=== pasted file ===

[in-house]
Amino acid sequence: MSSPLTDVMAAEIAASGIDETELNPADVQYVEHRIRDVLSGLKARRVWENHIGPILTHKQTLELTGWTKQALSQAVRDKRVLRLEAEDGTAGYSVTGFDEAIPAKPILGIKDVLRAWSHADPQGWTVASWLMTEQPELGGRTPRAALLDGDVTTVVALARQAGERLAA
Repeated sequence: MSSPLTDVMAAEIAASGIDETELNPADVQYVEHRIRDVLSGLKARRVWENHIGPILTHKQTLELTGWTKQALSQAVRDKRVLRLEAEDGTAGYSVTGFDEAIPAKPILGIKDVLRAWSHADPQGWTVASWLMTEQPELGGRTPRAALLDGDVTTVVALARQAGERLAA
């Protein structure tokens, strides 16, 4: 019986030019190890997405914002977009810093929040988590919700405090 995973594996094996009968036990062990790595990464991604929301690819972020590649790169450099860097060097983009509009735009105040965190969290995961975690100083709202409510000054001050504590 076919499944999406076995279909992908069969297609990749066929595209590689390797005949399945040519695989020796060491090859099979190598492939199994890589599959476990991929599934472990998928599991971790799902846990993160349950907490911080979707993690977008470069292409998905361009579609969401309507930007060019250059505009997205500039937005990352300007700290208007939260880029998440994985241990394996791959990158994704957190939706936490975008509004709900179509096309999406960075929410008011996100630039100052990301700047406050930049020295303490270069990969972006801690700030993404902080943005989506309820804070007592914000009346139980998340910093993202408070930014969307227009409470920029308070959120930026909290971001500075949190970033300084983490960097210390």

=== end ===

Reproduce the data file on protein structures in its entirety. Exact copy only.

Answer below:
[in-house]
Amino acid sequence: MSSPLTDVMAAEIAASGIDETELNPADVQYVEHRIRDVLSGLKARRVWENHIGPILTHKQTLELTGWTKQALSQAVRDKRVLRLEAEDGTAGYSVTGFDEAIPAKPILGIKDVLRAWSHADPQGWTVASWLMTEQPELGGRTPRAALLDGDVTTVVALARQAGERLAA
Repeated sequence: MSSPLTDVMAAEIAASGIDETELNPADVQYVEHRIRDVLSGLKARRVWENHIGPILTHKQTLELTGWTKQALSQAVRDKRVLRLEAEDGTAGYSVTGFDEAIPAKPILGIKDVLRAWSHADPQGWTVASWLMTEQPELGGRTPRAALLDGDVTTVVALARQAGERLAA
């Protein structure tokens, strides 16, 4: 019986030019190890997405914002977009810093929040988590919700405090 995973594996094996009968036990062990790595990464991604929301690819972020590649790169450099860097060097983009509009735009105040965190969290995961975690100083709202409510000054001050504590 076919499944999406076995279909992908069969297609990749066929595209590689390797005949399945040519695989020796060491090859099979190598492939199994890589599959476990991929599934472990998928599991971790799902846990993160349950907490911080979707993690977008470069292409998905361009579609969401309507930007060019250059505009997205500039937005990352300007700290208007939260880029998440994985241990394996791959990158994704957190939706936490975008509004709900179509096309999406960075929410008011996100630039100052990301700047406050930049020295303490270069990969972006801690700030993404902080943005989506309820804070007592914000009346139980998340910093993202408070930014969307227009409470920029308070959120930026909290971001500075949190970033300084983490960097210390």